3. Backseat Freestyle
I first heard this when Hit-Boy (famed producer of Niggas in Paris) tweeted a YouTube clip of Kendrick Lamar previewing this at a show in Atlanta. The beat was crazy in typical Hit-Boy fashion, and it was definitely a new spin for Kendrick that hadn’t been exposed before. I can understand why this was called ‘Backseat Freestyle,’ because when you’re with your boys and whatnot and just riding around, you spit a few bars and go off on a tangent. There wasn’t a big concept here other than the fact that it was just a freestyle (it was written obviously), and he was just spazzing out on a Hit-Boy beat. It’s definitely one to get the adrenaline going, and I know many feared this sound because it’s what mainstream rap sounds like. I won’t lie, I dig this song, but I hoped that it wasn’t going to be the consistent sound on the album. It had been doing well thus far.
4. The Art of Peer Pressure
The first time this song leaked out, it hadn’t been completed, and Kendrick even tweeted a fan saying “wait until you hear the finished version,” so I didn’t know what to expect. The disclaimer at the beginning of the song followed by a smooth jazzy beat was REFRESHING to my ears and I thought that this was going to be the beat for the whole thing, but then the beat ended and the song that was exposed from the leaked version had started. Peer pressure is something that many people either believe or don’t believe in; having a circle of friends heavily pest you to do something that you’re not accustomed to doing on a regular basis. Many people can relate to Kendrick’s story, because we all have those friends who were telling us to: Hit the blunt (when you don’t smoke), start some trouble (when you’re not a troublemaker), drink some alcohol (when you’re not a drinker), and rob a house (when you’re not a thief). Sometimes, when you’re just around your boys (or girls), you act different because you don’t want to let them down or “kill their vibe,” so you join in and live a little. Just ridin, bullshittin, actin’ a fool, trippin – the basic phrases to describe hanging out with ‘the homies.’ At the end of it all, there’s a little hint that was brought up a couple of songs from now, and this album is scripted WICKED to bring the whole story together.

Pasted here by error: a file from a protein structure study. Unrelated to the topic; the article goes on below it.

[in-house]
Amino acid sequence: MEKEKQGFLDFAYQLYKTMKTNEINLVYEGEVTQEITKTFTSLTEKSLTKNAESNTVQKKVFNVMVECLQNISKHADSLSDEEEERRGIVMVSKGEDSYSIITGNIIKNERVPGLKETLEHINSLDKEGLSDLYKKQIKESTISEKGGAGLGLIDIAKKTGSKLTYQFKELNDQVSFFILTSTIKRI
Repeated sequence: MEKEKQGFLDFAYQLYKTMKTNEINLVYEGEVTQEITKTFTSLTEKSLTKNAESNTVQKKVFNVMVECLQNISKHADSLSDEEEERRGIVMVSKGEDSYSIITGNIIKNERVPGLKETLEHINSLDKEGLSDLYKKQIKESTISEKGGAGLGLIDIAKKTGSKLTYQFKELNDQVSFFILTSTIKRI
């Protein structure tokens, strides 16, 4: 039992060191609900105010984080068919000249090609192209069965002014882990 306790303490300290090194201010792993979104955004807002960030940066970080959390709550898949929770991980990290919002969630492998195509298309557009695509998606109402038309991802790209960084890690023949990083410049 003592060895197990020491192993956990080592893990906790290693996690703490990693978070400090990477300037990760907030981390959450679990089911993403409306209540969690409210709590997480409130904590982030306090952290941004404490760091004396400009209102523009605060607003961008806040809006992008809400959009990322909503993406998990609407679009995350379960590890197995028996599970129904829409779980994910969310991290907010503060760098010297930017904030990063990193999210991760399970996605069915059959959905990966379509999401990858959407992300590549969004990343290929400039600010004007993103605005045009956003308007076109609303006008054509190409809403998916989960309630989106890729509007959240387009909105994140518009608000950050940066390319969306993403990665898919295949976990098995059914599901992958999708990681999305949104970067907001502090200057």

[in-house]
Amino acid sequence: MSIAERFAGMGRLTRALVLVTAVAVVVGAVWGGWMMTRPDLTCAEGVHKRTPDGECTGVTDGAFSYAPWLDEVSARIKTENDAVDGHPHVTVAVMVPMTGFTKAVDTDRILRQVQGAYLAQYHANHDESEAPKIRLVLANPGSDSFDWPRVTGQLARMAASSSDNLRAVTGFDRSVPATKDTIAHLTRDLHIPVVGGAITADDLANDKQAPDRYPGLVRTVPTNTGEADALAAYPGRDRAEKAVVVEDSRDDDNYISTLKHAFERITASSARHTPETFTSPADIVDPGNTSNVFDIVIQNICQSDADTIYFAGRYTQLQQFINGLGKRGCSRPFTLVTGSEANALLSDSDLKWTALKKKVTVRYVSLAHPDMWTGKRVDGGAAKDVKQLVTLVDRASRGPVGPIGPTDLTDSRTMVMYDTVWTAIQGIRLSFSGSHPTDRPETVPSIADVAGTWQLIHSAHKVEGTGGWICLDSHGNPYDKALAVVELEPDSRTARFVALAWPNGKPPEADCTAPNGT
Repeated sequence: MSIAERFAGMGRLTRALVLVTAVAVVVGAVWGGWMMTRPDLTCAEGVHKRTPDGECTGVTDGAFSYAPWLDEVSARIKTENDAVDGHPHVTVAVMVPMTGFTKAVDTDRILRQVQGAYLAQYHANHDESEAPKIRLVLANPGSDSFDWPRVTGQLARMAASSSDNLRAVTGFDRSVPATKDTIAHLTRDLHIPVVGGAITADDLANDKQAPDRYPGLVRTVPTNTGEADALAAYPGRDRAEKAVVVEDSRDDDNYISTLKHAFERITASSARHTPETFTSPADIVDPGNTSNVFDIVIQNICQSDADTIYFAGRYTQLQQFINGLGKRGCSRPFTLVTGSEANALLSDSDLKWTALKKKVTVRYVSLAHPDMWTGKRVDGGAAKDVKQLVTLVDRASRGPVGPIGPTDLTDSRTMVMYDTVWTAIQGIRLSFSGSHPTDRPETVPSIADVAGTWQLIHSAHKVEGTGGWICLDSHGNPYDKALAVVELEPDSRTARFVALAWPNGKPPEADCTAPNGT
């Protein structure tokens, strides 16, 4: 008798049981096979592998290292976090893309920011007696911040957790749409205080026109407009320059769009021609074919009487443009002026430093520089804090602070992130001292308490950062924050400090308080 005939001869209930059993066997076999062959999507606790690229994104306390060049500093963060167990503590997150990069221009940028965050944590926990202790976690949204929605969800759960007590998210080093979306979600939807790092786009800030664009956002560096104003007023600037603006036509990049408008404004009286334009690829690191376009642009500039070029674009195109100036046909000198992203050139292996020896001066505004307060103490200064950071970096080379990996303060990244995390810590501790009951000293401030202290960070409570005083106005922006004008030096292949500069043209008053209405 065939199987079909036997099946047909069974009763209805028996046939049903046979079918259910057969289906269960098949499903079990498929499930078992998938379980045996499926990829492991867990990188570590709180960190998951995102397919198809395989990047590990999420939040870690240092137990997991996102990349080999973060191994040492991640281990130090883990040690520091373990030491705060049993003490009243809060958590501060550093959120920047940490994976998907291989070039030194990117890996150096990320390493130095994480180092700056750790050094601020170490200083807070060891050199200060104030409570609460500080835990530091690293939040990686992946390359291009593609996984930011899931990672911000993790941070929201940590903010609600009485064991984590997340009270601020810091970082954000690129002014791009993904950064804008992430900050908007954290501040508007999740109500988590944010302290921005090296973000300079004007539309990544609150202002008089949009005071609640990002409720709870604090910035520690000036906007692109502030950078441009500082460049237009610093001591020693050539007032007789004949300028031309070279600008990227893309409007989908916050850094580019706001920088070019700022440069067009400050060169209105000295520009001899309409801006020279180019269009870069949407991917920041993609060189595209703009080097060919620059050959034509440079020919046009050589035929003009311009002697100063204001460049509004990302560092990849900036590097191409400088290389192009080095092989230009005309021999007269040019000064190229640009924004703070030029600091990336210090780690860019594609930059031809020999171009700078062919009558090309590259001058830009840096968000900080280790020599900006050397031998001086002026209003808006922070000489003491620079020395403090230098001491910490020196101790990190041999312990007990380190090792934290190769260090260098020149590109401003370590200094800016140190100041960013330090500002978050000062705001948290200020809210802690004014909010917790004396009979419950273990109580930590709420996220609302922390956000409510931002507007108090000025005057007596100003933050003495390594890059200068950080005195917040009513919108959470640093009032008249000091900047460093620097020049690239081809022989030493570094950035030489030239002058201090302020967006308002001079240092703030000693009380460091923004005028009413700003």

5. Money Trees (Feat. Jay Rock)
Following the previous successful heist with the homies, the gang is living lavish and just celebrating the fruits of their labour. Hustling is the way of the streets and it’s a means to survive, even if it means you have to rob someone or sell drugs to get by. Money Trees being used for shade in the heat of the streets is what Kendrick was referencing to in the chorus, because it also reflects on him now getting money, but more things have happened since then, and also referenced to the past when he said that ‘That Louie’s Burgers won’t be the same, A Gucci belt won’t ease the pain,’ making reference to a line also from P&P:
Pain since my grandma’s death
Uncle killed at Louie’s Burgers
Hold my tears I tried my best
Let it go drench my pullover
Although he’s still haunted by the pain of the past, he’s going to progress by moving on forward with life. Jay-Z said it best, ‘can’t run from the pain, go towards it,’ and that’s what he’s doing. This album didn’t have a lot of features, but Jay Rock held his own, and I’m glad that he got at least one Black Hippy member on the album, because to be fair, if it hadn’t been for Jay Rock, TDE probably wouldn’t exist. It’s that simple, give the man his respect, and he’s a dope rapper as well – Underappreciated. Kendrick’s parents come back in at the end and things get a little spicy towards the end of it as we proceed…to give you what you need.
6. Poetic Justice (Feat. Drake)